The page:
China calls Trump’s new tariff threats “blackmail”

The statement said that Trump asked the United States trade representative to determine $200 billion worth of Chinese goods that could be targeted by the 10 percent tariff. Virtually all economists agree that restricting trade has damaging economic consequences for all countries that employ such policies, but the scale and the scope of the losses are potentially huge, not just for the USA and China, but also for countries not directly involved. Jimmy Goodrich, vice president of global policy for the Semiconductor Industry Association, said chipmakers could be forced to pay tariffs on their own products simply for doing a small portion of the work in China.


The US lists have now been released and include aerospace parts and machinery, and it too has $16bn-worth of other Chinese goods “under review”.

Pompeo said, “Let’s be clear: It’s the most predatory economic government that operates against the rest of the world today”.

White House trade adviser Peter Navarro, a sharp critic of Chinese trade actions, said China has more to lose from any trade war.

China might be unable to match the US tariffs because it imports much less from the United States – $130 billion in goods past year, compared with Chinese exports to the United States of $505.5 billion.

Reflecting the weakness in the steel sector, the NYSE Arca Steel Index slumped by 2.3 percent to its lowest closing level in over two months. The Nasdaq composite is up 65 points, or 0.9 percent, to 7,790.

Germany’s DAX was up 0.1 percent to 12,692 and France’s CAC 40 added 0.2 percent to 5,400.

The three major indexes pared losses from earlier in the session.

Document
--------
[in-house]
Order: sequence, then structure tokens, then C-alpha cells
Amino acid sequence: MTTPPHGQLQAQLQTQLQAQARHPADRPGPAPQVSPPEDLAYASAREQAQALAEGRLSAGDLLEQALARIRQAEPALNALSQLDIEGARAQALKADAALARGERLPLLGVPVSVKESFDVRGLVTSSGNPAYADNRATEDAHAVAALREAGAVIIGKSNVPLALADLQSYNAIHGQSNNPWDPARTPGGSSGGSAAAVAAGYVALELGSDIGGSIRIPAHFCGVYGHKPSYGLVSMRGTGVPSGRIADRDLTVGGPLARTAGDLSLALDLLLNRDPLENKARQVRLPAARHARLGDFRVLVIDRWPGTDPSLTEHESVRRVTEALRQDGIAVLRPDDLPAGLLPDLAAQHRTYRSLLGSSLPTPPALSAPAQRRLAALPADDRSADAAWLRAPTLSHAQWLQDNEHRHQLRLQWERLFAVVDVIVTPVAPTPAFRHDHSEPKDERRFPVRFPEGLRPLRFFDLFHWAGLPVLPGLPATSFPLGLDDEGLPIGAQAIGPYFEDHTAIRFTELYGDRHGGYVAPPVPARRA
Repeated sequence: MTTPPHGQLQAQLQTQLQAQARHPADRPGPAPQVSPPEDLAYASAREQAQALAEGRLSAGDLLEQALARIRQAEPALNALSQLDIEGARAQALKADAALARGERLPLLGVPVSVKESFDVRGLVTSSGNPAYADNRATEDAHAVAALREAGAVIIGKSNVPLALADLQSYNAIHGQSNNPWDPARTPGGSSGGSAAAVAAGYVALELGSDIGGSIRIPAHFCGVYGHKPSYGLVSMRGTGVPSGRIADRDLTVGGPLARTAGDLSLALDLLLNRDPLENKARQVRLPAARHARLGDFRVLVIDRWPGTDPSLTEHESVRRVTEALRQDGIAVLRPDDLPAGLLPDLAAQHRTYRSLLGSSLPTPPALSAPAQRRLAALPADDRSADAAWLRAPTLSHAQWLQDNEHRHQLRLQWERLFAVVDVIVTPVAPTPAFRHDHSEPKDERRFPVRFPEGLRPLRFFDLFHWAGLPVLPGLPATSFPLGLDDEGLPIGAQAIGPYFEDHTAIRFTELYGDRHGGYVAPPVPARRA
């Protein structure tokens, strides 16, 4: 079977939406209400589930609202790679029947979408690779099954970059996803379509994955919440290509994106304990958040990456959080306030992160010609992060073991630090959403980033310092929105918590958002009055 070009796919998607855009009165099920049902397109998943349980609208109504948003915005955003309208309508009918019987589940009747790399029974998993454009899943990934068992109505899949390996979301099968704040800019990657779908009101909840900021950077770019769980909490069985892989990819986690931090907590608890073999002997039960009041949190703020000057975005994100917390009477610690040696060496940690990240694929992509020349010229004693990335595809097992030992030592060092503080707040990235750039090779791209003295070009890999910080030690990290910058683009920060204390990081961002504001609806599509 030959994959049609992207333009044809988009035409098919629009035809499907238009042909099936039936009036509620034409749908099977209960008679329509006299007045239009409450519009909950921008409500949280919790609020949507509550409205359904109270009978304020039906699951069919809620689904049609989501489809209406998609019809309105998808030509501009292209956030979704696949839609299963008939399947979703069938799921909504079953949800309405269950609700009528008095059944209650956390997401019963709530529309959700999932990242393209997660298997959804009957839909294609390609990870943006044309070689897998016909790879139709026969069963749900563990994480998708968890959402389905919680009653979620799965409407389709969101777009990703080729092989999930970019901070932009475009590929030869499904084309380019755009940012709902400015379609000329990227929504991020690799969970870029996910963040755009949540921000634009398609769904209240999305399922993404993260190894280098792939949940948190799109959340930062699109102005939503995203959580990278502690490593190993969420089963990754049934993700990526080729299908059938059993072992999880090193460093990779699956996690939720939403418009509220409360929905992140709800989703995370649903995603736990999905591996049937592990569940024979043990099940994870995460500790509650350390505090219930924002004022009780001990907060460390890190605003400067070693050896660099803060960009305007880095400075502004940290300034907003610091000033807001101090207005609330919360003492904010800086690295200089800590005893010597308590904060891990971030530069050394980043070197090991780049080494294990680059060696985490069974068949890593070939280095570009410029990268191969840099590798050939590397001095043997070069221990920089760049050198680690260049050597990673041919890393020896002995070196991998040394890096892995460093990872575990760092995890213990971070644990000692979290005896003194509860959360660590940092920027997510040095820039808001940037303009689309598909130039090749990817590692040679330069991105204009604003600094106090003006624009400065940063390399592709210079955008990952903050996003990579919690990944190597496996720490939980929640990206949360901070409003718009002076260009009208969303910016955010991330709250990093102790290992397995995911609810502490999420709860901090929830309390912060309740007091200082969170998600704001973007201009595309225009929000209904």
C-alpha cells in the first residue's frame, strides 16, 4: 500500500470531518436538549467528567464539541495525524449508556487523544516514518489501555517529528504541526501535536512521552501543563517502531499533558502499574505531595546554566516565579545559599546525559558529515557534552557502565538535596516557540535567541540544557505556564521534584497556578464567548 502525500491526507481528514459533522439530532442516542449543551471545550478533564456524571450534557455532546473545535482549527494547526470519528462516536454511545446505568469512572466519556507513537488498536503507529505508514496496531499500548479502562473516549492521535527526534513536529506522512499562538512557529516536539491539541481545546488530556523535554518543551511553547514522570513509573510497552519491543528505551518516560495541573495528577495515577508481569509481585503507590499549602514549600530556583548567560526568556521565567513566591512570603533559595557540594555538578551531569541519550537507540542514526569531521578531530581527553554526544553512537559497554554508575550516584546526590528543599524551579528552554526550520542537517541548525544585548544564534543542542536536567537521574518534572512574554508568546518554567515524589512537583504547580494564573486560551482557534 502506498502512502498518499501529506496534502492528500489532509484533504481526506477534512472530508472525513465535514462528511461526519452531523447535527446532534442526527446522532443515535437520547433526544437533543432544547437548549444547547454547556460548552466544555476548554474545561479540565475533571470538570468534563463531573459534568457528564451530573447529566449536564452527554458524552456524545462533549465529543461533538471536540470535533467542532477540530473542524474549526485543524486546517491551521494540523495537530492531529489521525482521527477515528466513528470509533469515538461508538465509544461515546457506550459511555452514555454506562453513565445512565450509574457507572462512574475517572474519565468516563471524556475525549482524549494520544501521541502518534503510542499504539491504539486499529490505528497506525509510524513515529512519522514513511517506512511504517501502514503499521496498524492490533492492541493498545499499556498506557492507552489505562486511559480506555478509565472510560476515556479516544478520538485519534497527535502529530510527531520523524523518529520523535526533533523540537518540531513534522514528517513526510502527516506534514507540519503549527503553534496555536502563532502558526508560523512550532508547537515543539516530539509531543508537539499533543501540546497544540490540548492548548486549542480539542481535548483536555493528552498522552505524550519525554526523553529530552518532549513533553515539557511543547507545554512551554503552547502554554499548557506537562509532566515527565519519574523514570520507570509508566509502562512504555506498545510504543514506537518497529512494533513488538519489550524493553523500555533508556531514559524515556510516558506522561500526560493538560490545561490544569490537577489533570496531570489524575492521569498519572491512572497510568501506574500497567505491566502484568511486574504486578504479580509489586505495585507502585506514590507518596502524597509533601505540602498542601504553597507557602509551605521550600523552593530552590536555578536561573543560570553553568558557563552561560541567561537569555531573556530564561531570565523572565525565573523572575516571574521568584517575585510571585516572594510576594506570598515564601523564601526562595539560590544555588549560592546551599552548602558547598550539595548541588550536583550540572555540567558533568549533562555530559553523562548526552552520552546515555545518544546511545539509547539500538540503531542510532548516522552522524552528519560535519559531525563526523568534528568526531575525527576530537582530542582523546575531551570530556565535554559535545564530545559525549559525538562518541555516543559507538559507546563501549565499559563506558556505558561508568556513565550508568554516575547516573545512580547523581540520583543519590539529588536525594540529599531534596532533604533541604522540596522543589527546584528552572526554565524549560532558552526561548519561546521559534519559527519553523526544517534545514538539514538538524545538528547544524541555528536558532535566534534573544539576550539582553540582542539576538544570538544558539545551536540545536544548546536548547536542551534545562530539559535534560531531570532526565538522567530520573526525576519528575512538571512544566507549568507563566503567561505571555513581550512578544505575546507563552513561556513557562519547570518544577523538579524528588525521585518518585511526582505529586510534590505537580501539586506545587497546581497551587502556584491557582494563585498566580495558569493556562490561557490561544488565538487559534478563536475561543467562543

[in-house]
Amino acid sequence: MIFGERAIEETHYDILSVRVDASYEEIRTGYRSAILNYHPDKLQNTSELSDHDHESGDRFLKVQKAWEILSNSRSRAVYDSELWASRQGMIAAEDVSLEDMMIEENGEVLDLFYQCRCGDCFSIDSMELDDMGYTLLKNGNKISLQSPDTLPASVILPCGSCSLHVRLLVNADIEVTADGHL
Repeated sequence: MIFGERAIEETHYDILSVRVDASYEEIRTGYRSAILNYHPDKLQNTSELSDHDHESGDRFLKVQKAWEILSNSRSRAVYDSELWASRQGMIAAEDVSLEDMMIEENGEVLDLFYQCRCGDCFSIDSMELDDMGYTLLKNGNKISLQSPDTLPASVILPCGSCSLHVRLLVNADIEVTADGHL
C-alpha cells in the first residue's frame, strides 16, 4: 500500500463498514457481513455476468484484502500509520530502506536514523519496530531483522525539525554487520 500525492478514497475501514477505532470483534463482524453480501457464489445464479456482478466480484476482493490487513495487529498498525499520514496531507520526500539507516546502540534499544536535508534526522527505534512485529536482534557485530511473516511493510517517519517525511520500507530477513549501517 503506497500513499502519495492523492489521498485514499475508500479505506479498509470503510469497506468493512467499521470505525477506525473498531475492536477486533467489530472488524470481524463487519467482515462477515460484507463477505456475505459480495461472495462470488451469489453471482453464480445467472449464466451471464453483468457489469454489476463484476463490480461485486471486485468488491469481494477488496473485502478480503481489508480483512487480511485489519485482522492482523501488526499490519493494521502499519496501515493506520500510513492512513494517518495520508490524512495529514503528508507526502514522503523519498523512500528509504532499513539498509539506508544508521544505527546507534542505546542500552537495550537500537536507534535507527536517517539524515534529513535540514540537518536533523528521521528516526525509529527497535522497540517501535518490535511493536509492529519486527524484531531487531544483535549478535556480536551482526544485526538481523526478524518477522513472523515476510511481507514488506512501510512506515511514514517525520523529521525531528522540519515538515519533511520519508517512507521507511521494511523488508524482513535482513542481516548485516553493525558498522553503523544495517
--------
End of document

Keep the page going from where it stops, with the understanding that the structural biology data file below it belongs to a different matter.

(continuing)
Industrial and technology companies took some of the worst losses as investors anxious that the dispute could grow more intense and drag down global economic growth.

“There are trade frictions not only between the USA and China but also between the U.S. and its allies”. “And as a USA soybean farmer with the prices below break even now, it’s definitely not good for us, either”.

Trump accused Beijing of being unwilling to resolve the dispute over complaints it steals or pressures foreign companies to hand over technology.

However, this did not stop China from saying immediately that it would retaliate with “equal scale and equal strength”. Chips from non-Chinese wafer fabs sold to American companies that pass through those facilities likely would not be hit. Apple fell 1.9 percent to $185.16 and Facebook gave up 1.2 percent to $195.92. Soybean futures sank 3.2 percent. The euro edged down to $1.1552 from $1.1623.

CURRENCIES: The dollar inched down to 110.47 yen from 110.62 in late trading Friday.

Companies also are watching the fate of ZTE Corp. -China Business Council. He asked whether that might include delaying or denying licenses required by US companies. Search engine Baidu dropped 3.6 percent. The yield on the 10-year US Treasury bond ticked down to 2.88%.

But it is the investigation launched by the Department of Commerce – using the same national security clause – into whether tariffs should be slapped on cars and light trucks entering the USA that sparked major concern Tuesday for Conservative and New Democrat MPs.

The moves could start to meaningfully slow US growth, economists warn. China threatened to retaliate, leading Trump to seek broader penalties.

In a surprising move, Chinese smartphone marker Xiaomi said on Tuesday that it would postpone its application for a mainland share offering until after it completes a separate listing in Hong Kong.

CURRENCIES: The dollar edged down to 110.02 yen from 110.07 in late trading Tuesday. US crude fell 1.6 percent to $64.80 a barrel in NY, and Brent crude, the global standard for oil prices, fell 0.5 percent to $74.94 a barrel in London. Wall Street was poised to open higher. The Commerce Department said housing starts rose to a seasonally adjusted annual rate of 1.35 million in May, the strongest pace since July 2007. Apple was down 1.9 percent at $185.20 in afternoon trading in NY. The Russell is up nearly 10 percent this year while the S&P has risen 3 percent and the Dow is flat.


Tariff worries dragged FedEx Corp down 2.0 percent.

Wall Street reels as US-China trade spat and falling oil prices spook investors